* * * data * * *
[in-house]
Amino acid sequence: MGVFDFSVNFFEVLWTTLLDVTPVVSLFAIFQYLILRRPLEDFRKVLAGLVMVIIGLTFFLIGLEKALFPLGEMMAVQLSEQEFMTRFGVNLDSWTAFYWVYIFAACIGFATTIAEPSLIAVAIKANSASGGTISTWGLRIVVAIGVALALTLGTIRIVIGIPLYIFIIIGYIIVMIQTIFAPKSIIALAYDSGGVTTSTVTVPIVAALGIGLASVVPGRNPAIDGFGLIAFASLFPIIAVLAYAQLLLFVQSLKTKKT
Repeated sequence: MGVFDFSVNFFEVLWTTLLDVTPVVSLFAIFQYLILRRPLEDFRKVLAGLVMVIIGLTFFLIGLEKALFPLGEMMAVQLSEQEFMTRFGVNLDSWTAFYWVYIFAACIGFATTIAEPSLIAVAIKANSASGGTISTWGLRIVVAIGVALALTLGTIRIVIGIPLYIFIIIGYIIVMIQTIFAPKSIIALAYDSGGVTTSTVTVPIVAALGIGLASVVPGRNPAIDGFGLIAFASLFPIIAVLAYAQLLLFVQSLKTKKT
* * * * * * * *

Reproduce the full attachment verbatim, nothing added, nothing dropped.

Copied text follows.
[in-house]
Amino acid sequence: MGVFDFSVNFFEVLWTTLLDVTPVVSLFAIFQYLILRRPLEDFRKVLAGLVMVIIGLTFFLIGLEKALFPLGEMMAVQLSEQEFMTRFGVNLDSWTAFYWVYIFAACIGFATTIAEPSLIAVAIKANSASGGTISTWGLRIVVAIGVALALTLGTIRIVIGIPLYIFIIIGYIIVMIQTIFAPKSIIALAYDSGGVTTSTVTVPIVAALGIGLASVVPGRNPAIDGFGLIAFASLFPIIAVLAYAQLLLFVQSLKTKKT
Repeated sequence: MGVFDFSVNFFEVLWTTLLDVTPVVSLFAIFQYLILRRPLEDFRKVLAGLVMVIIGLTFFLIGLEKALFPLGEMMAVQLSEQEFMTRFGVNLDSWTAFYWVYIFAACIGFATTIAEPSLIAVAIKANSASGGTISTWGLRIVVAIGVALALTLGTIRIVIGIPLYIFIIIGYIIVMIQTIFAPKSIIALAYDSGGVTTSTVTVPIVAALGIGLASVVPGRNPAIDGFGLIAFASLFPIIAVLAYAQLLLFVQSLKTKKT